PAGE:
This was written nearly 20 years ago. Since then, quantum cryptanalysis has become a lot more feasible. A proof of concept could be less than 10 years away from being public and in the known literature.
Schneier himself also states that the the whole point of cryptanalysis is to find shortcuts [schneier.com].
So relying on the brute force strength of 256-bit symmetric key alone is hubris. It's not simply a matter of permutations (which to be pedantic will be 1/2th of an order reduced in practice), but involves probabilities and attack surfaces beyond encrypted data at rest.
AES 256-bit has already been reduced by 7 orders below it's permutations. New attacks in the known literature go further than that. As the man said, "attacks only get better, not worse". We don't even begin to know what the NSA really has up it's sleeve. They really do employ the world's best cryptographers.
Cryptanalysis of at-rest ciphertext is only one tool. That usually involves working on the method itself. What about the RNG data being provided? It's almost *never* TRNG. Since, it isn't TRNG, that now allows the CSPRNG to be compromised. Knowing what CSPRNG was used, or likely used, could once again be used to identify valuable shortcuts shaving off the effective keyspace by several orders, or more.
Regardless of method and CSPRNG, you still have a weakness in key exchange. It matters not that your key was 256-bit. If the probabilities of the key exchange collapse that down to a 40-bit key, you're fucked.
I respect that you have implemented and coded the encryption algorithms and have experience, but I don't think it's anything but hubris to say that a 256-bit symmetric key encrypted ciphertext requires more energy than several stars to brute force. Seems reckless really.
In order to do that, you also need to show me a really impressive CSPRNG, or a massively insanely fast TRNG, *and* a truly solid and novel key exchange.
If you really wanted to impress me with bullet proof encryption you would either perfect OTP (which is not), or make quantum encryption possible. Most importantly, make it possible to have quantum encrypted data at rest and not just "cycling" in an active system. I'm betting that perfect cryptography will be solved by using quantum to provide the missing links in OTP myself.
We've been through all this before many times. People saying that a method was bullet proof, only to find a surprising and novel attack that somehow reduced the effort required by 99%. The most notable of them all *is* OTP, which is *mathematically* perfect. Except, that they found in order to be perfect in practice, you could never reuse the pad data. Damn... back to the drawing board...
(Score: 5, Interesting) by stormwyrm on Thursday May 29 2014, @09:45AM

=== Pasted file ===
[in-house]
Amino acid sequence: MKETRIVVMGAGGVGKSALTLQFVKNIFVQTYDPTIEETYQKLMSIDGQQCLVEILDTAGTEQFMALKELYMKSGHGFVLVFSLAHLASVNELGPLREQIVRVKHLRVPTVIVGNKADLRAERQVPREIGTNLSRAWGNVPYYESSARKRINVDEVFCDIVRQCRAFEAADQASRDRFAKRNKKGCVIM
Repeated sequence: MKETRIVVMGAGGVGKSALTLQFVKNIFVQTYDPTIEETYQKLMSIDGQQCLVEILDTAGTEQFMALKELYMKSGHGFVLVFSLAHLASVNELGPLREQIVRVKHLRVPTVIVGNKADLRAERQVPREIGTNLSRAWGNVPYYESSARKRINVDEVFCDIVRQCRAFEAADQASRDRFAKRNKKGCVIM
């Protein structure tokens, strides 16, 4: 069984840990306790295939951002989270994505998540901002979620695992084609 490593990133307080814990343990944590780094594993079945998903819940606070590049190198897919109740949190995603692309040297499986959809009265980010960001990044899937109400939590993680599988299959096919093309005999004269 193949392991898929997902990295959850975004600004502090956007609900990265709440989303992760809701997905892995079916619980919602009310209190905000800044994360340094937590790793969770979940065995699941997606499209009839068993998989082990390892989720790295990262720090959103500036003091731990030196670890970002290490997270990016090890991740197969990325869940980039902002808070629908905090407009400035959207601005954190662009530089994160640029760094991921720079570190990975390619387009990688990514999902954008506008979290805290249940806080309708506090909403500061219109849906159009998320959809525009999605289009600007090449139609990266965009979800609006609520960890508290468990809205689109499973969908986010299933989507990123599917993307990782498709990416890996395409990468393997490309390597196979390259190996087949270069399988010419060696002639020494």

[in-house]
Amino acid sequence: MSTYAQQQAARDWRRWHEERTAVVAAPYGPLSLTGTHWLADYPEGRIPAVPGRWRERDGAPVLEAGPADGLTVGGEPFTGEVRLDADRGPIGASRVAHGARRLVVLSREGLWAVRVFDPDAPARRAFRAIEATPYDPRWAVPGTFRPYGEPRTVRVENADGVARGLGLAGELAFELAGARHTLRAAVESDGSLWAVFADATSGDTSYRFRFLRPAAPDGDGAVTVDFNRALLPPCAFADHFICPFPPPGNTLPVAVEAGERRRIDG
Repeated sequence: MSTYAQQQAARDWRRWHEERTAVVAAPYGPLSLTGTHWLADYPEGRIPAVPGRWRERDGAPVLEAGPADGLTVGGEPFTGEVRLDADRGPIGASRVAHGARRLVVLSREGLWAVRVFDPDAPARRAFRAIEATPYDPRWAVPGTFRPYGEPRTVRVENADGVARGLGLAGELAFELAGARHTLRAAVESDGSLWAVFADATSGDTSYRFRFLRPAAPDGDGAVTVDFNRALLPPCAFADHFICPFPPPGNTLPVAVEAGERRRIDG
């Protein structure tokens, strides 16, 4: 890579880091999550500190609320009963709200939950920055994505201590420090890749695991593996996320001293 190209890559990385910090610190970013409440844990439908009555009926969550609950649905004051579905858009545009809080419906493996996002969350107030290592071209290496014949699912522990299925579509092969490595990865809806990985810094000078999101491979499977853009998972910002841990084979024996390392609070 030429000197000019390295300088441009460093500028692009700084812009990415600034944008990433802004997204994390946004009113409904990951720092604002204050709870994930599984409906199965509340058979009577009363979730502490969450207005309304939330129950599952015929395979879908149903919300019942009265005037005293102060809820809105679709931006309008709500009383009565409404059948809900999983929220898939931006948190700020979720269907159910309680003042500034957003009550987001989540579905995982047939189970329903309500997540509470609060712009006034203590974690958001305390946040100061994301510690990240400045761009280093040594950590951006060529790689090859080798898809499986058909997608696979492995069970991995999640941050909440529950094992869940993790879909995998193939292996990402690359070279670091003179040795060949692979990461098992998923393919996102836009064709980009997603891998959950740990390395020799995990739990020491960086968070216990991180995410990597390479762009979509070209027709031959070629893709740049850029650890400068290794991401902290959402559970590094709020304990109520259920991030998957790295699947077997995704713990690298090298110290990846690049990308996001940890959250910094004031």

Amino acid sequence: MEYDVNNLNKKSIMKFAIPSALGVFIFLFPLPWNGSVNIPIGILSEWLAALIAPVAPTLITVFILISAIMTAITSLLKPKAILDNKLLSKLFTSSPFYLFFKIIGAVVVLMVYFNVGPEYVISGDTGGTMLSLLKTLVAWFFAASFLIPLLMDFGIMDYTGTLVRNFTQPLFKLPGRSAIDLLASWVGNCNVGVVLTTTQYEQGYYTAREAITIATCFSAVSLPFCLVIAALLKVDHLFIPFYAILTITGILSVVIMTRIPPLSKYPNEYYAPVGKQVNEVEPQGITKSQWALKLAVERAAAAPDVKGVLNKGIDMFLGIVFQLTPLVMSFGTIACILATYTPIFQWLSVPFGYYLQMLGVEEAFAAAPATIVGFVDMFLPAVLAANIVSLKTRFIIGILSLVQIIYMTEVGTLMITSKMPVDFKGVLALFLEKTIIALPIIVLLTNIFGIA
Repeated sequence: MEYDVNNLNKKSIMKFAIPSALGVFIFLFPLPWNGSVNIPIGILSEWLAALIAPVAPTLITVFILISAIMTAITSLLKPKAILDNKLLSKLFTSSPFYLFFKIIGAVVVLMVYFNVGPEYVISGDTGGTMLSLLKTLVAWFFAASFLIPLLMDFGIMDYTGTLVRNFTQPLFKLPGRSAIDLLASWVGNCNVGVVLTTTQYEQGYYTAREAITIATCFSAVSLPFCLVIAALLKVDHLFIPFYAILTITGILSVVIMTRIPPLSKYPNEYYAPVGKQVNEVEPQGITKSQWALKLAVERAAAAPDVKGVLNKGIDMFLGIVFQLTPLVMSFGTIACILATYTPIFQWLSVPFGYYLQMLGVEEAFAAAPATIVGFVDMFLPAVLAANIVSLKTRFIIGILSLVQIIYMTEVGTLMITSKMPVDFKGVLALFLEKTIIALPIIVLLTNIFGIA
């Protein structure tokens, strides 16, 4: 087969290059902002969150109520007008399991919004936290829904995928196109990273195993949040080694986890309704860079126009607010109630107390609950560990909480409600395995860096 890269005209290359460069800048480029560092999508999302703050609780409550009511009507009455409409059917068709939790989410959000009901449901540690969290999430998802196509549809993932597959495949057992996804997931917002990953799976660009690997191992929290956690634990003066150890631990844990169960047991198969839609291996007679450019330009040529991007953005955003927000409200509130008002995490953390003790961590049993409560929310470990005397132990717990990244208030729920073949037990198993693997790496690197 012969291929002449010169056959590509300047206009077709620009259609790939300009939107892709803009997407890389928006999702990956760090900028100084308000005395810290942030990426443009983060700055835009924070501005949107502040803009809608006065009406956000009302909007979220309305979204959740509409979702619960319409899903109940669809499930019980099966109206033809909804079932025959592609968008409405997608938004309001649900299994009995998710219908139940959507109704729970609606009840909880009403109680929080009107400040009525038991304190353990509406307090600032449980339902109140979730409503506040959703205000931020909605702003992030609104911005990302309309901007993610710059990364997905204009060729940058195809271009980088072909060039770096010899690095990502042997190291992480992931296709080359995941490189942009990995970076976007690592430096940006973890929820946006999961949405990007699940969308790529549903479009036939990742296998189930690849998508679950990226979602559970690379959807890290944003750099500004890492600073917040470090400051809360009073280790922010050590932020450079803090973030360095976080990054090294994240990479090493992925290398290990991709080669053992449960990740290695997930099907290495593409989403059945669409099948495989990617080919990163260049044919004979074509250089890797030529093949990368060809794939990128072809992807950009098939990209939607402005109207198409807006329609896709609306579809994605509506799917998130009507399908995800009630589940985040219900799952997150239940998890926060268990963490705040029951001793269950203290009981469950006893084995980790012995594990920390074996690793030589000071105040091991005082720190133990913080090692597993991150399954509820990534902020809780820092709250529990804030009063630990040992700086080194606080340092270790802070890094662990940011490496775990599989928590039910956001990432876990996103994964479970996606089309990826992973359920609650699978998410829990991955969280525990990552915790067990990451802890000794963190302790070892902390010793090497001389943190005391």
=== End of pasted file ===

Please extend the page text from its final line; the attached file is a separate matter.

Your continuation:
We are discussing here the brute forcing of the key to a TrueCrypt volume. So everything else you've written about CPRNGs and key exchange isn't really germane to the discussion, as that isn't what I'm talking about. If you can find shortcuts, well, you aren't doing brute force any more right? You might as well have just spoken about the infamous $5 wrench [xkcd.com] to extract the key, and that qualifies as "brute force" only to the facetious. Quantum cryptanalysis changes Schneier's argument about brute force only a little. Apparently there's been analysis that shows that quantum mechanics can do no more than halve the effective keyspace, so a 256-bit keyspace becomes effectively 128-bit. Not a lot of help when you can do triple encryption, and you wind up at 768 bits, or effectively a 384-bit keyspace to a quantum computer.
Why do you think the NSA seems to be beefing up its ability to use exploits and put in back doors wherever they can? They cannot beat the mathematics, so they get around it by attacking the implementation rather than the mathematics. TrueCrypt may well have been on its way to becoming the sort of software that they couldn't touch in that way, and they couldn't have that.
Numquam ponenda est pluralitas sine necessitate.
(Score: 2) by edIII on Thursday May 29 2014, @10:27AM
No, we are talking about the same thing, even with the shortcuts. Brute forcing does not simply mean "trying all the keys that are possible". Brute force means that you don't possess a key, and you don't possess some mathematical insight that allows to you perform the reverse process with the same amount of effort regardless of key possession. Sufficient mathematical insight can allow you to break encryption without even finding the key. See frequency analysis among others IIRC. Whatever shortcuts are used, they only reduce effective keyspace. In the end, you are still brute forcing effective keyspaces. They just became much smaller.